When a person is not able to make decisions for him or herself, it may be necessary to pursue guardianship. Sometimes, this is because the person is suffering from an illness or a disability.
A guardian is appointed by the court and is responsible for the care and supervision of an incapacitated individual, called a ward. The guardian is also responsible for managing the ward’s property, including their assets and finances. They are required to periodically inform the court of the ward’s status.
Guardian decision-making powers
Unless the court limits the guardian’s powers, the guardian can make many important decisions for the ward. These may include entering contracts, consenting to medical care and decisions about where the ward lives.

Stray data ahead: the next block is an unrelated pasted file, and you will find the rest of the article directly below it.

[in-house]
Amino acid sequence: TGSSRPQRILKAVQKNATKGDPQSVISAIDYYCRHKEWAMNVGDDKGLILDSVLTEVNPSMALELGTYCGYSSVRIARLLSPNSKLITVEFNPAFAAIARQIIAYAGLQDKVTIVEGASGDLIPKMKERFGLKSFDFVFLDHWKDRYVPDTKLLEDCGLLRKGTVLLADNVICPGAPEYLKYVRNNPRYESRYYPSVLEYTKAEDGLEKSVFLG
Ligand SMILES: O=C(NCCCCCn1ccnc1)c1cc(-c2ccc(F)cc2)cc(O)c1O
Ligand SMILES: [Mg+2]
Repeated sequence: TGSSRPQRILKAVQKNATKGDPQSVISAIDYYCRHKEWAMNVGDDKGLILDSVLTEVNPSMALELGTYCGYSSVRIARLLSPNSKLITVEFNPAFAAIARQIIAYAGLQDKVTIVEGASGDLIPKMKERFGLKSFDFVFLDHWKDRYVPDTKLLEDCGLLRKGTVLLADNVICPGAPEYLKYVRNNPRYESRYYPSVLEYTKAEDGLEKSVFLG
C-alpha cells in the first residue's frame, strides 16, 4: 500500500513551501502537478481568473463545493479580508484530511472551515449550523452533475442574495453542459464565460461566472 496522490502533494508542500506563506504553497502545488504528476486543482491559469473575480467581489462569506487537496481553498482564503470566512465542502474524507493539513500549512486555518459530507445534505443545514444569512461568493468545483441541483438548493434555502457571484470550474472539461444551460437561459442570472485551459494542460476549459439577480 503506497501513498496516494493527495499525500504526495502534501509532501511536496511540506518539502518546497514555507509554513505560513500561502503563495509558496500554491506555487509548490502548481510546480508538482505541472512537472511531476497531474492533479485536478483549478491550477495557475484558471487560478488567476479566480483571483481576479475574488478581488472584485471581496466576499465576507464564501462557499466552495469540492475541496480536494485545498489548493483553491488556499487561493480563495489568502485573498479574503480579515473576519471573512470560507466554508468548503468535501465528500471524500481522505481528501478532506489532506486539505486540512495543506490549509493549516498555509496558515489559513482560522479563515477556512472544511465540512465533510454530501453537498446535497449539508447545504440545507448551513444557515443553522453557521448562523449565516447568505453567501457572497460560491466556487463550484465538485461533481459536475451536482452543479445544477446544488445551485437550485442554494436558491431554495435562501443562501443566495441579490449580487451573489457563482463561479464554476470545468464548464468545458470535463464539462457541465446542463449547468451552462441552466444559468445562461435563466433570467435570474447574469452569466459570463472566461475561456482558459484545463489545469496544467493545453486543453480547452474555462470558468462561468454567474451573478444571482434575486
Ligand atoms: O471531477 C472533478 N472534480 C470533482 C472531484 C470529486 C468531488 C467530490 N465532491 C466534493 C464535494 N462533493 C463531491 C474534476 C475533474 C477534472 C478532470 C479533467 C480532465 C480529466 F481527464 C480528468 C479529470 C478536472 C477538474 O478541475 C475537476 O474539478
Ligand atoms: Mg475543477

In Indiana, the scope of guardianship may be limited to encourage the ward’s self-improvement, self-reliance and independence. Both the person petitioning the court to act as guardian and the ward can request a limited guardianship. These limitations can apply to the time the guardianship is in place and the degree and extent of the guardian’s decision-making authority.
Adults under guardianship can vote, request a different guardian, visit with friends and family and request an end to the guardianship.
Ending the guardianship
The guardianship will end if the court holds a hearing and finds that the ward is no longer incapacitated, when the court determines that the guardianship is no longer needed or when the ward passes away. Also, the court must also approve the resignation of a guardian before it is effective.
The guardianship process can seem complex, but there is assistance available to those who have questions and need guidance.